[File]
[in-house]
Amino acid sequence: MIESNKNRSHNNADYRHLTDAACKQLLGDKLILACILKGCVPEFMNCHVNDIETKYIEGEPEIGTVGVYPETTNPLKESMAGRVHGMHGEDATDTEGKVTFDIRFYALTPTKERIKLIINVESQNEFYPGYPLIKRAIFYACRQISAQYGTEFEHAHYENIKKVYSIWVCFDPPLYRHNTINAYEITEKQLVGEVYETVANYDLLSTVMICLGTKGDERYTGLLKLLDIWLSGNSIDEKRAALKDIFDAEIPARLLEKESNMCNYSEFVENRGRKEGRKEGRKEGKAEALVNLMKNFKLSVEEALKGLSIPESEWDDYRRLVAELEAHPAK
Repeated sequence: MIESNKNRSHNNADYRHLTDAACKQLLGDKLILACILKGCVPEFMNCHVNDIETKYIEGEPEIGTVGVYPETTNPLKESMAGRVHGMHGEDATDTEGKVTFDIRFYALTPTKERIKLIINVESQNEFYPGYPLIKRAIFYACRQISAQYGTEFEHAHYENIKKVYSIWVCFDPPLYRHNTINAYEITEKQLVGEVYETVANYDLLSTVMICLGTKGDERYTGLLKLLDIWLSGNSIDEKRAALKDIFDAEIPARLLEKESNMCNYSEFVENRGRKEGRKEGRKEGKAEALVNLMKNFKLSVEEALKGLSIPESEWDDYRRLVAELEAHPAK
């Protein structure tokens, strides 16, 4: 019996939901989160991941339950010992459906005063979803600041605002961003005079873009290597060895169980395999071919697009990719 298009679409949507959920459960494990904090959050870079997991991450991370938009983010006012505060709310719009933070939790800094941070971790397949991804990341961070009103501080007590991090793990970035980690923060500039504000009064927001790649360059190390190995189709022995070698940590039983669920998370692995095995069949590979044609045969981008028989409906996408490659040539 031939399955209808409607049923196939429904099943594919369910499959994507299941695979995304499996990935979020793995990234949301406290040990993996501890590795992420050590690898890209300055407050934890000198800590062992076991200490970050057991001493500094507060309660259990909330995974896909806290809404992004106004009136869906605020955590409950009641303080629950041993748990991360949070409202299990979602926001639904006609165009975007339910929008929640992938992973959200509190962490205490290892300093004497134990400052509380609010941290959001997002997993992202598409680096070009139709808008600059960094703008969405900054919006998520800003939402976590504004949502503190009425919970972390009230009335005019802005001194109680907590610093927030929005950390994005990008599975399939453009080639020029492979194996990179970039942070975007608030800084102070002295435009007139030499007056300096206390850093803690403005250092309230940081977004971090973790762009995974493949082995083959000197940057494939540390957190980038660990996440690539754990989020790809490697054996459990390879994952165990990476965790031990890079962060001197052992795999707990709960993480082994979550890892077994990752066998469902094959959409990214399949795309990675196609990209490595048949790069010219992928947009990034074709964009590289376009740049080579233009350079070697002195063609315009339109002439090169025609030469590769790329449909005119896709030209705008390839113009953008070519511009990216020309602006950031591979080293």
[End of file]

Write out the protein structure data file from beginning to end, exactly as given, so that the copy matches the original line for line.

[in-house]
Amino acid sequence: MIESNKNRSHNNADYRHLTDAACKQLLGDKLILACILKGCVPEFMNCHVNDIETKYIEGEPEIGTVGVYPETTNPLKESMAGRVHGMHGEDATDTEGKVTFDIRFYALTPTKERIKLIINVESQNEFYPGYPLIKRAIFYACRQISAQYGTEFEHAHYENIKKVYSIWVCFDPPLYRHNTINAYEITEKQLVGEVYETVANYDLLSTVMICLGTKGDERYTGLLKLLDIWLSGNSIDEKRAALKDIFDAEIPARLLEKESNMCNYSEFVENRGRKEGRKEGRKEGKAEALVNLMKNFKLSVEEALKGLSIPESEWDDYRRLVAELEAHPAK
Repeated sequence: MIESNKNRSHNNADYRHLTDAACKQLLGDKLILACILKGCVPEFMNCHVNDIETKYIEGEPEIGTVGVYPETTNPLKESMAGRVHGMHGEDATDTEGKVTFDIRFYALTPTKERIKLIINVESQNEFYPGYPLIKRAIFYACRQISAQYGTEFEHAHYENIKKVYSIWVCFDPPLYRHNTINAYEITEKQLVGEVYETVANYDLLSTVMICLGTKGDERYTGLLKLLDIWLSGNSIDEKRAALKDIFDAEIPARLLEKESNMCNYSEFVENRGRKEGRKEGRKEGKAEALVNLMKNFKLSVEEALKGLSIPESEWDDYRRLVAELEAHPAK
């Protein structure tokens, strides 16, 4: 019996939901989160991941339950010992459906005063979803600041605002961003005079873009290597060895169980395999071919697009990719 298009679409949507959920459960494990904090959050870079997991991450991370938009983010006012505060709310719009933070939790800094941070971790397949991804990341961070009103501080007590991090793990970035980690923060500039504000009064927001790649360059190390190995189709022995070698940590039983669920998370692995095995069949590979044609045969981008028989409906996408490659040539 031939399955209808409607049923196939429904099943594919369910499959994507299941695979995304499996990935979020793995990234949301406290040990993996501890590795992420050590690898890209300055407050934890000198800590062992076991200490970050057991001493500094507060309660259990909330995974896909806290809404992004106004009136869906605020955590409950009641303080629950041993748990991360949070409202299990979602926001639904006609165009975007339910929008929640992938992973959200509190962490205490290892300093004497134990400052509380609010941290959001997002997993992202598409680096070009139709808008600059960094703008969405900054919006998520800003939402976590504004949502503190009425919970972390009230009335005019802005001194109680907590610093927030929005950390994005990008599975399939453009080639020029492979194996990179970039942070975007608030800084102070002295435009007139030499007056300096206390850093803690403005250092309230940081977004971090973790762009995974493949082995083959000197940057494939540390957190980038660990996440690539754990989020790809490697054996459990390879994952165990990476965790031990890079962060001197052992795999707990709960993480082994979550890892077994990752066998469902094959959409990214399949795309990675196609990209490595048949790069010219992928947009990034074709964009590289376009740049080579233009350079070697002195063609315009339109002439090169025609030469590769790329449909005119896709030209705008390839113009953008070519511009990216020309602006950031591979080293």